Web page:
Also it seems tl me to undermine any morally grounded notion of human free agency. If my freedom lies in my spontaneity, what becomes of my “character” – the set of dispositions that precisely go counter to mere spontaneity, in favour of settled inclinations & habitual actions? A person with a highly virtuous character will act predictably – we know he or she will do the right, good thing.

    The musings of a TE who doesn’t believe in spontaneity but in something taught by that fellow Paul in Ephesians 1:11…

    • Jon Garvey says:

      Well it’s certainly possible spontaneity is what they mean – though being reduced to speculating on what most TEs hold central because not one will explain it is .. bizarre.

      But even “spontaneity” means nothing but being subject to “chance/mischance” apart from rationality and consciousness. I can spontaneously (and wisely) suggest we all go to the beach today, or spontaneously (and unwisely) bet my life-savings on a horse.

      If I spontaneously combust, however, it is neither wise, nor unwise – nor even free. It’s just horrible, unless God somehow is in control and has wise reasons. If a tree in a desert sponatneously combusts, it’s not even horrible.

      • pngarrison says:

        I think you can relax about the spontaneous combustion. Your British forensic people showed that it only happens if you (freely) choose to smoke in bed and then happen to die suddenly. 🙂 This was a great disappointment to my brother, who I think was hoping to see a drummer combust on stage, like the guy in Spinal Tap.

      • GD says:

        Hi Jon,

        I guess I am going to spoil your comment on spontaneous combustion – the chemistry of rapid oxidation (fires and explosions) is well understood, even at the level of molecules and radicals. It is a rapid exothermic reaction that proceeds within micro-millisecond time scales, and it is ONLY free to undergo the specific reactions (i.e. not all that free). Thus we will not see any tree freely, or instantly, combust for some time yet.

        • Jon Garvey says:

          I guess that means we’re going to have to reinstate God as the Cosmic Tyrant who set fire to Moses’ burning bush and curtailed its freedom in order to free his people Israel, then! How this new theology does tie one up in knots!

          • GD says:

            I do not see the analogy between combustion of a tree and a burning bush that is not consumed as it burns – I think (if I understand you?) there is a ‘world’ of difference between the two matters – and as for God as the Cosmic Tyrant – I do not get it.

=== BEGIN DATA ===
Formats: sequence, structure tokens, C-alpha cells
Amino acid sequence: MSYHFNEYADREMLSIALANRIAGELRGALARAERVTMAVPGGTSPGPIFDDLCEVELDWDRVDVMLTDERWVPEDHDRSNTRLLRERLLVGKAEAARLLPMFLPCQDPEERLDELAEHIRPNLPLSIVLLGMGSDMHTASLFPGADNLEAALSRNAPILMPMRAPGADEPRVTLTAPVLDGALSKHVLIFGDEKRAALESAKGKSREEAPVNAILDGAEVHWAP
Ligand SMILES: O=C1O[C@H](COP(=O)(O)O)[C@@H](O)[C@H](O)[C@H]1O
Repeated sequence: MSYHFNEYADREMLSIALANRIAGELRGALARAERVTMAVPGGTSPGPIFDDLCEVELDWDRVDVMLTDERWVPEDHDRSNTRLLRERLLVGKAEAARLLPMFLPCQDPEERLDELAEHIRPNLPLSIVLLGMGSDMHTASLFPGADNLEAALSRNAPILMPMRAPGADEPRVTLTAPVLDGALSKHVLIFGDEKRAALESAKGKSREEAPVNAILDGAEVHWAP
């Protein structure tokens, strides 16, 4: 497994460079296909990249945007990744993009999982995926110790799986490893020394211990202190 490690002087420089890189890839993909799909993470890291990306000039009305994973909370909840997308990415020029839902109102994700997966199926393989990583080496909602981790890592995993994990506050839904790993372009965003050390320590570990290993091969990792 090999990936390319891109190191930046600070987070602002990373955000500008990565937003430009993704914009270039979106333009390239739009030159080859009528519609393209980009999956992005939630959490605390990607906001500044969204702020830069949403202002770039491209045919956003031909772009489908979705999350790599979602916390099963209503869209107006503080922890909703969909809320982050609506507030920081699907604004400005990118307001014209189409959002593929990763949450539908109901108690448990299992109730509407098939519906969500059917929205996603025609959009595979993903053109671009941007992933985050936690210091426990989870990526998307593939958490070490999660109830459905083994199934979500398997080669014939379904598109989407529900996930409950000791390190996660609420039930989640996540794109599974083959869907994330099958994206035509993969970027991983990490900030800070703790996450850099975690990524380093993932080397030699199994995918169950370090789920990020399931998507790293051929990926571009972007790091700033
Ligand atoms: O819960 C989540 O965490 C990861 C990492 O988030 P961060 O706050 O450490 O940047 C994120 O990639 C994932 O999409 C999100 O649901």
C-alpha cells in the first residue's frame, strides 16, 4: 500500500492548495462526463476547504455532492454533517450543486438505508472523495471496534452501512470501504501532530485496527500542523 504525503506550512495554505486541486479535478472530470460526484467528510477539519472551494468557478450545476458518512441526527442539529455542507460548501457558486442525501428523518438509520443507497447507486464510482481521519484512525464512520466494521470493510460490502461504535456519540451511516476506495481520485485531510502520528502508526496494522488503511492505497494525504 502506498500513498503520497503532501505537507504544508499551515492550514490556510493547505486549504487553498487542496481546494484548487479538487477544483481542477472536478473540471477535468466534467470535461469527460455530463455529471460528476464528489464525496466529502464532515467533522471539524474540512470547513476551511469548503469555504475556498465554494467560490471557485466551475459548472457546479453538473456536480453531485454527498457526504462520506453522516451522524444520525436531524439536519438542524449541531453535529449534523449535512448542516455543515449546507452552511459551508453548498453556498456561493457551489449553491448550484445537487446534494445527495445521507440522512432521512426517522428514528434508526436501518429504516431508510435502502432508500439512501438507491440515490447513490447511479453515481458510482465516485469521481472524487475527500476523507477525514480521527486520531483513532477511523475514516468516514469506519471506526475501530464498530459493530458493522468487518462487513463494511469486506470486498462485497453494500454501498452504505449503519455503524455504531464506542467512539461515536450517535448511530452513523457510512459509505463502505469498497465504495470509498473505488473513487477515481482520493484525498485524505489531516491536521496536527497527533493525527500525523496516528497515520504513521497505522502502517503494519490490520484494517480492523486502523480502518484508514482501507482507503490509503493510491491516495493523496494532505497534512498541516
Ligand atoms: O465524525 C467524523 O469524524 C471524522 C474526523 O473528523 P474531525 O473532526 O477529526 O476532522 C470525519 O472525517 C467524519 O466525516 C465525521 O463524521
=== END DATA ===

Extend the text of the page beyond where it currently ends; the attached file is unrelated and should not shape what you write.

2. GD says:

    Indeed freedom is the stumbling block for any view that seeks to obtain a meaning from the study of nature (or the Universe). Apart from the rather odd view derived from Darwin’s notion of variation and bio-diversity, the sciences show that any dynamic system ‘behaves’ in a manner that is comprehensible – even if we use probabilities and stochastic methods to derive comprehensible knowledge of such phenomena. Freedom is better understood within a framework in which activity is a given, and outcomes to the agent with free-will may be either/or – in other words, the world may contain a large range of possible outcomes, but the free-agent, by her act/decision, determines a particular outcome out of the large, possible range, of (future) possibilities. It is this (very simplified) notion that has holds the greatest conviction to me regarding God as creator of all.

    I must admit that I have not considered spontaneity within the context of science – I usually equate it with an outgoing personality given to ‘spontaneous responses’ in their interactions with other people.

  3. Jon Garvey says:

    Somewhere else (on one of the Newton blogs) I considered the interesting fact that the universe seems set up to be close to the border between order and chaos.

    With reference to human choice, that means that by doing a little, I can change a fair bit, but not destabilise the whole thing. A universe like that gives a lot of possibilities, because it’s not completely deterministic, nor completely disordered. So, for example, life can successfully take many different forms, chemistry can be complex, planets be formed and stable or changeable, and so on.

    But that says nothing about “freedom”, in the moral sense, for the inanimate parts of creation. Without consciousness and choice, they are still just doing orderly stuff like Boyle’s Law, or disorderly stuff like hurricanes, or intelligent stuff like vibrating to Beethoven. It’s all the same to them. They are not free, except for the freedom to follow their created natures (aka the laws of the universe). But they’re not bound either, except by being what they are rather than something else.

    Of course, such a universe gives its Creator the freedom to make a lot of different useful things happen (analogously to man’s ability to change outcomes): the universe will “take” a command to become a tree (harder if there’s only hydrogen in the universe), or even a command for a “natural” process that will generate trees such as evolution of some sort.

    People (obviously) come somewhere lower than God, in that although they can make real choices in this special universe, they share with inanimate matter the brute fact of being limited by the nature God gave at Creation. Even sin doesn’t free us from being creatures, which is why God’s freedom must be in some way sovereign over ours.